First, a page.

Flash forward nine years and pick up Bruce Broughton’s Miracle On 34th Street, which was thankfully released in complete form by Intrada Records a few years ago now. The original Fox Records soundtrack album was a major find for me years and years ago and the ‘Overture’ never ceases to bring about a real feeling of the season. The larger score features a scattering of lovely thematic threads and some wonderfully festive fare, including several Bach-style original source cues. The soundtrack album is brief-ish, but is very well considered collection which features the likes of Kenny G, Natalie Cole and Elvis Presley – great tunes!
James Horner’s The Grinch (aka How The Grinch Stole Christmas) divided many upon its release in 2000, much like the film itself. The film is kinda crazy yes, but it has some charm and Horner’s score is a dazzlingly chaotic blend of orchestra, crazy percussion and effects… ‘The Heist’ is a favourite cue on the album, while the finale moments are hugely uplifting. The original soundtrack album from Interscope Records combines a selection from the score – annoyingly mixed with occasional dialogue soundbytes – and an eclectic song set. The CD and score have grown on me hugely over the years and the majority of the songs offer an enjoyable alternative to the usual fare, with ‘Green Christmas’ by The Barenaked Ladies being a particular favourite. Horner’s own lyrical contribution, ‘Where Are You Christmas?’ performed by Faith Hill, isn’t the most festive creation in the world, and the film version (performed by Taylor Momsen) is thoroughly irritating (definitely one to leave from the playlist).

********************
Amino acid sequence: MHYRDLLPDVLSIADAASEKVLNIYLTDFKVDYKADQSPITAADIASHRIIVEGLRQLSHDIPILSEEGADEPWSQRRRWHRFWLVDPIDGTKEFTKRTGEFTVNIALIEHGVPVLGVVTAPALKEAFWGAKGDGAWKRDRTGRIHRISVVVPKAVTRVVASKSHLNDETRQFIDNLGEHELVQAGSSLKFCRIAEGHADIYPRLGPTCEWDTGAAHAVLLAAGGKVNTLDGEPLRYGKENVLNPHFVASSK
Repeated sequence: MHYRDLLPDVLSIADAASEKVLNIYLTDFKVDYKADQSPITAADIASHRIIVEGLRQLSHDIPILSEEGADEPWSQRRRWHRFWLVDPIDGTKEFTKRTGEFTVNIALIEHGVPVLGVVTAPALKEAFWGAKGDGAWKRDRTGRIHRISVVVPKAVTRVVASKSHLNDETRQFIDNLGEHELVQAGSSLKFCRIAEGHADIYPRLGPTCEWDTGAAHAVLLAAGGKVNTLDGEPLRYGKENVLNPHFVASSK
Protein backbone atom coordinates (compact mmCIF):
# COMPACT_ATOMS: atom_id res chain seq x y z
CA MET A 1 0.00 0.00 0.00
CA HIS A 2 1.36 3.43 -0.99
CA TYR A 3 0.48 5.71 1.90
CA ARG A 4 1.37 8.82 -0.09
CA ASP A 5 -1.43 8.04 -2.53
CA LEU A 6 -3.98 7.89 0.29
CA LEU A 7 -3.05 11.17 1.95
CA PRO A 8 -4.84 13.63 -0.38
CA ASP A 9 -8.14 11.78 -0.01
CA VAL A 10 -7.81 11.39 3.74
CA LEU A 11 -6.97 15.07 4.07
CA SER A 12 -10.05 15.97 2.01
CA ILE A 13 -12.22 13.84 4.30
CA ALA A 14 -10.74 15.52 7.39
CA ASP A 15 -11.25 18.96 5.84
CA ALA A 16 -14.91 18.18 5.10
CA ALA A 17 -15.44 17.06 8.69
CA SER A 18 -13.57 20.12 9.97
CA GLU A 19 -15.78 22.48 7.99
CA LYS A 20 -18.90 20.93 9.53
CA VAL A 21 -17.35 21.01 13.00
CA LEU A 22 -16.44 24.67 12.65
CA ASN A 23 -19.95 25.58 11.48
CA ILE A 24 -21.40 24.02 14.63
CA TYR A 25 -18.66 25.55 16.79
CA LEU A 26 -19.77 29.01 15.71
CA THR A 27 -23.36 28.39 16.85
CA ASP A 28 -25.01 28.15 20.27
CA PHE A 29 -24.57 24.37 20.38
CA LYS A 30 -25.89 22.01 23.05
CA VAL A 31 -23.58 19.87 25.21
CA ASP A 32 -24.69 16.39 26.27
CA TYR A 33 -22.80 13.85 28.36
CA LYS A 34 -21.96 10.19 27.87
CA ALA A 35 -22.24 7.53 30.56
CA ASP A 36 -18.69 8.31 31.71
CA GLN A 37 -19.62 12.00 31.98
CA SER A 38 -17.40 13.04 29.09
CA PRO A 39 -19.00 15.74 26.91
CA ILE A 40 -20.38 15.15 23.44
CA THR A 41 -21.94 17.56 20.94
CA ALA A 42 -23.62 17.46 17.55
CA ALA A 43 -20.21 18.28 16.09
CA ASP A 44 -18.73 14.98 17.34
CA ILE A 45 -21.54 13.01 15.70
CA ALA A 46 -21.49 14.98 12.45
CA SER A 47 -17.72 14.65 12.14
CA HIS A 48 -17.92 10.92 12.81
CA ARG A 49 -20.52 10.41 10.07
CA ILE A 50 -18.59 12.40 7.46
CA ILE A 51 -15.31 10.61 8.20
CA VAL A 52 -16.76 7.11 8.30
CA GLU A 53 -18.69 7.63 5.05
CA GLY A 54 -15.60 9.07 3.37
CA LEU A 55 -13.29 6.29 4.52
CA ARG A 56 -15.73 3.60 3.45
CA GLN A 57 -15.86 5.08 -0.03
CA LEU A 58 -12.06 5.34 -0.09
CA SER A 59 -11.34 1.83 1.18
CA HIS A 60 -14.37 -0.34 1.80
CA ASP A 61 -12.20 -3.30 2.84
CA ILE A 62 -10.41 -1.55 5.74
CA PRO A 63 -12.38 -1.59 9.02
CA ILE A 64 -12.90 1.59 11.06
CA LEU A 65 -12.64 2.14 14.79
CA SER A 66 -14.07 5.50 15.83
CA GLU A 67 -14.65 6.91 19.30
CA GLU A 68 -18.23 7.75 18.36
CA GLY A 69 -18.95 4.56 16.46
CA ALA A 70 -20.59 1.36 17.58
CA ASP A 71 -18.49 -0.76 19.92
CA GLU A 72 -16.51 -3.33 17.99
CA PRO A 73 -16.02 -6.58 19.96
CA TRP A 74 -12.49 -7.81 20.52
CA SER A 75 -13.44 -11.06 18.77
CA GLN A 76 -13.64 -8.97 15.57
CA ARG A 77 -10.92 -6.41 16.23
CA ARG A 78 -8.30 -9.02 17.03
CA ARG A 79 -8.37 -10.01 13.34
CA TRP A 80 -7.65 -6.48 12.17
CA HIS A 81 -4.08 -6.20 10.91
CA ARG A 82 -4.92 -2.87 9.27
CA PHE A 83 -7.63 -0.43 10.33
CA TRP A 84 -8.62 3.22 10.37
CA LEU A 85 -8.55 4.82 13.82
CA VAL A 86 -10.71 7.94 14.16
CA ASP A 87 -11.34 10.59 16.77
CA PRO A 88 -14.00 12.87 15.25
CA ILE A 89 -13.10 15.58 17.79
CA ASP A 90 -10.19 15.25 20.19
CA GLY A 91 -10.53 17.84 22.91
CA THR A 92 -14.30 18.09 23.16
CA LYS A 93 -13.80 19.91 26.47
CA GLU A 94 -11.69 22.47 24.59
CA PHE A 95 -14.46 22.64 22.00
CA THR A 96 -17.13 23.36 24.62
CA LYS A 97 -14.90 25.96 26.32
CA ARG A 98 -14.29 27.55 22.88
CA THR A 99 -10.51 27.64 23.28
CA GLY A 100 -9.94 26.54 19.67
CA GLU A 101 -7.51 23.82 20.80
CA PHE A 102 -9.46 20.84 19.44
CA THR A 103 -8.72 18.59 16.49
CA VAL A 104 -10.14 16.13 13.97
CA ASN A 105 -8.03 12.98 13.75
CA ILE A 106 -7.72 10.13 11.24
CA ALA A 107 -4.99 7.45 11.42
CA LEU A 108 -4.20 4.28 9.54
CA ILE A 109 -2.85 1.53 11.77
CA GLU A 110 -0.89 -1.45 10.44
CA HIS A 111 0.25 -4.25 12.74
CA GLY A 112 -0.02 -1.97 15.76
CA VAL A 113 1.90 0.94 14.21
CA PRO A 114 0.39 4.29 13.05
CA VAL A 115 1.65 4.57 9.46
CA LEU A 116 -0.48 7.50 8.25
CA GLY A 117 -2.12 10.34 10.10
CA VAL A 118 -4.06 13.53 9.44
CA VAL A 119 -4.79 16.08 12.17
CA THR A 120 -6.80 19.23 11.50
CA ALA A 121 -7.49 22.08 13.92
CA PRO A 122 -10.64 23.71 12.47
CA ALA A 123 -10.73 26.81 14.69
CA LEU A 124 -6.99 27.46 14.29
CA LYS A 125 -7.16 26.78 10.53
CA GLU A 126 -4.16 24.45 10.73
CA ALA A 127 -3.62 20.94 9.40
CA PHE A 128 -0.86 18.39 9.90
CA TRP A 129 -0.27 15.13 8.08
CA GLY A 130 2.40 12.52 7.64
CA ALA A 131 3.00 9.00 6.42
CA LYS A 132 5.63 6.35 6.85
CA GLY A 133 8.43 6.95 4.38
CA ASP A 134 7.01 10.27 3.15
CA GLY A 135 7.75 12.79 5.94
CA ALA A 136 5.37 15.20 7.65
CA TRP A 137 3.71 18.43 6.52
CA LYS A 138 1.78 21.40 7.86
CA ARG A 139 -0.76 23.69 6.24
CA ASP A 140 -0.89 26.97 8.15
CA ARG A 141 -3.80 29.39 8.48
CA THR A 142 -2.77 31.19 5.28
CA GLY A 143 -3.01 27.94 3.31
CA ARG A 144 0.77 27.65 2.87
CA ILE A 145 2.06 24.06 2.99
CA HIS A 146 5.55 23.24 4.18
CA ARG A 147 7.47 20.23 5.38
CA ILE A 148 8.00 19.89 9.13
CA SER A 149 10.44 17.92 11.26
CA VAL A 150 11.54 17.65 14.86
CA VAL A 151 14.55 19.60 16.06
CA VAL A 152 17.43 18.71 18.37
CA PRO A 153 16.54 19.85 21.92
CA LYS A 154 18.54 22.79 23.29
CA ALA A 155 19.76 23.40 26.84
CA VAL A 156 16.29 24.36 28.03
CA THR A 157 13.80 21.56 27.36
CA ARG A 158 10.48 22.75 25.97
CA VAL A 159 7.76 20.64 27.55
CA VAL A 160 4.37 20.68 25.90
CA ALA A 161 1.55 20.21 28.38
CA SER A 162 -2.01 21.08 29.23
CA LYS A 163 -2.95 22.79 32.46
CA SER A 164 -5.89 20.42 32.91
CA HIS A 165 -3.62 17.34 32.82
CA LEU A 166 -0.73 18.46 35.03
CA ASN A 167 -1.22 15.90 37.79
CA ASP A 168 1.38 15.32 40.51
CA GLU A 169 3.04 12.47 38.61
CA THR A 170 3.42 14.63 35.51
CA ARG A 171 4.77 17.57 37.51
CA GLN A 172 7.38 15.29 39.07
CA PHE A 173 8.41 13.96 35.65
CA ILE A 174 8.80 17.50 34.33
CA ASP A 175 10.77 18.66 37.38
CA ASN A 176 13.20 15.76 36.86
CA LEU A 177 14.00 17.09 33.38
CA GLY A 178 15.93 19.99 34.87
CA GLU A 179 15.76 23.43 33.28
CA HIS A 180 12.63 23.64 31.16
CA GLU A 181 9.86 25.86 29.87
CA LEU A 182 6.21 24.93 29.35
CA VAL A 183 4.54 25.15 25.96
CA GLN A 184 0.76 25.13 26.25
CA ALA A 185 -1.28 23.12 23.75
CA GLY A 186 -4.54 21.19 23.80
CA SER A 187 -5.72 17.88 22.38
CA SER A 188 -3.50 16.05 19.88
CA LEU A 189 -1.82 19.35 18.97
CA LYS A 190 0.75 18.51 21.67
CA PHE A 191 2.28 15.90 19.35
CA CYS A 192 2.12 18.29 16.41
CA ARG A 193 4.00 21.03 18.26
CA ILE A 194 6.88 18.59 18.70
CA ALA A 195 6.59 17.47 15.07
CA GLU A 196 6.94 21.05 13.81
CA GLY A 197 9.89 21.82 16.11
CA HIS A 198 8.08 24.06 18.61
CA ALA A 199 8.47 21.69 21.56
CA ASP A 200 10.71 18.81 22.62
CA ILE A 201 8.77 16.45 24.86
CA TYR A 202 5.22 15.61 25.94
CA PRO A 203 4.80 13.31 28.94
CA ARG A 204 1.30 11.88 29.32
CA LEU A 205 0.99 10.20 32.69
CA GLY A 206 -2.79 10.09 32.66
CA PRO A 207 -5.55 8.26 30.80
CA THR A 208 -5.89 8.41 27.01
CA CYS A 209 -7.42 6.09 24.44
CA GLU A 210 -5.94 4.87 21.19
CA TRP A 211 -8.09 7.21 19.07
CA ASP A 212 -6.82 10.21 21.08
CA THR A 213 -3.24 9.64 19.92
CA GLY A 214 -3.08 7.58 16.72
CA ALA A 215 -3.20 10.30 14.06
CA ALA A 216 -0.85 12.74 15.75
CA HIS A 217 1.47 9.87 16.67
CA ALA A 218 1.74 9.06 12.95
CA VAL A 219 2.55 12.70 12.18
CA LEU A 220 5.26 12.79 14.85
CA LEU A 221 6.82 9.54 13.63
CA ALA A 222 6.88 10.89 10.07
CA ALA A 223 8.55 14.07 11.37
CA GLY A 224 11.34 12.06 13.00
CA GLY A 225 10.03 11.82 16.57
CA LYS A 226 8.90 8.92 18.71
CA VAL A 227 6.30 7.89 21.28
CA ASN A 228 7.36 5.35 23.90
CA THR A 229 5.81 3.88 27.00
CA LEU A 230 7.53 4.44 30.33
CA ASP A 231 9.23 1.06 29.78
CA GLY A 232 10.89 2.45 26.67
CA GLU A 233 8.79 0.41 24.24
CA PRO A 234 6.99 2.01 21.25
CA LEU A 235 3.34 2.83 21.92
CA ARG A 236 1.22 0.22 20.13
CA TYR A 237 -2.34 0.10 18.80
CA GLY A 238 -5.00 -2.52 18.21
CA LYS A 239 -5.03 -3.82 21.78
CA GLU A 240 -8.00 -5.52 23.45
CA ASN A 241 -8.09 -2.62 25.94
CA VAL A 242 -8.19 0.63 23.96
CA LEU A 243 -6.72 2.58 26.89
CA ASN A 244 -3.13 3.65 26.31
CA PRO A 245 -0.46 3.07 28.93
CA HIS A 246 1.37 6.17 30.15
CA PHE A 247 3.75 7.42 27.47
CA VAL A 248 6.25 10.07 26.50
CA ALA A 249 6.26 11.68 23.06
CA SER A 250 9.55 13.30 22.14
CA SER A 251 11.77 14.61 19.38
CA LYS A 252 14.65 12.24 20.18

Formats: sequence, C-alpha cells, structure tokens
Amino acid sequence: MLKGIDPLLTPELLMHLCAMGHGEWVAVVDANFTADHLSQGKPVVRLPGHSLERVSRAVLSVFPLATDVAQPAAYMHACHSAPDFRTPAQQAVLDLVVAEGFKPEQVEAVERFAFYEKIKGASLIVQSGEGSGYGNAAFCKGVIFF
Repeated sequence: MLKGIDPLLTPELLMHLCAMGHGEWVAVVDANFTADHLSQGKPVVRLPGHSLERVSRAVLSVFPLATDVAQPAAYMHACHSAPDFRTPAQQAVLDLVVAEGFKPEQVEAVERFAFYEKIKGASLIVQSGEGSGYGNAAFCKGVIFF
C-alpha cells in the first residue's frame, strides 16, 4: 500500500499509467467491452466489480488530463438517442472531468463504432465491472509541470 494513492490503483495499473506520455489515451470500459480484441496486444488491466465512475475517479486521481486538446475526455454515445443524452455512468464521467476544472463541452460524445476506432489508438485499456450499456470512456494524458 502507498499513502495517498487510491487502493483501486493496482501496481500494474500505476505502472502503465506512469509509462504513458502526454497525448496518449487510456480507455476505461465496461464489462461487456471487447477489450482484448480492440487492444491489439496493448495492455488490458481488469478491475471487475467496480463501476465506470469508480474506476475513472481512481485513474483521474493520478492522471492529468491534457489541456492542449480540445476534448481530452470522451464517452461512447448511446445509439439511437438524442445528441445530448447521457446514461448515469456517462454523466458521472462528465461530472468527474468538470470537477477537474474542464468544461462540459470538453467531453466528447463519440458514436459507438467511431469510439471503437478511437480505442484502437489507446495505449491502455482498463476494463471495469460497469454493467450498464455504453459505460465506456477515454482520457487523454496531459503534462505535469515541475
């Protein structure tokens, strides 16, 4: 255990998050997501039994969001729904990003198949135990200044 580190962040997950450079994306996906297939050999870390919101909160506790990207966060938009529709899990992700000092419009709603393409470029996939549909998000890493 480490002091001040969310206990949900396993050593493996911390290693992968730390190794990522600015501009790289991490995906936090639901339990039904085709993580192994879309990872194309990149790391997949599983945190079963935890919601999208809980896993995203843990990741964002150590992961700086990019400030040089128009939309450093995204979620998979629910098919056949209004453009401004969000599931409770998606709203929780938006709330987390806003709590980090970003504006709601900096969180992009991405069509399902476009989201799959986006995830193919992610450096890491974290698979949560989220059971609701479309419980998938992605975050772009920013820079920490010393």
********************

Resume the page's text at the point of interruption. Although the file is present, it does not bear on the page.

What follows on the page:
Now The Muppets may not be your cup of tea, but their Christmas Carol is a staple of my seasonal viewing. Walt Disney Records re-released the film’s soundtrack three years ago as part of Kermit’s 50th Anniversary. Paul Williams’ songs are as bright and jolly as they come, while the late Miles Goodman’s score is a fine accompaniment. The songs overshadow of course, being a musical, and it’s no worse off for it.
The truth is I could go on and on and this blog entry is already dangerously long I think. You will each have favourite festive film music moments and they might include: Elf by John Debney, Jingle All The Way by David Newman (released by Intrada last year), A Christmas Carol: The Movie by Julian Nott – featuring a song performed by Kate Winslet no less – Dimitri Tiomkin’s It’s A Wonderful Life, The Snowman, by Howard Blake, All I Want For Christmas by Bruce Broughton, Silver Bells by Mark McKenzie, all three of George S. Clinton’s The Santa Clause outings, not to mention Alan Silvestri’s duo of The Polar Express and A Christmas Carol. Perhaps The Nightmare Before Christmas by Danny Elfman is pushing it, but if you begin to feel Christmassy earlier in the year than most, then perfect.
Of course the majority of Christmas films spawn largely song-led albums (Four Christmases, Christmas With The Kranks, The Family Man…) with their scores left unreleased or barely registered. The classics remain though and steadily they’re becoming available on CD – all we need is that little bit of Mancini magic from 1985 and the Christmas film music wish list is complete.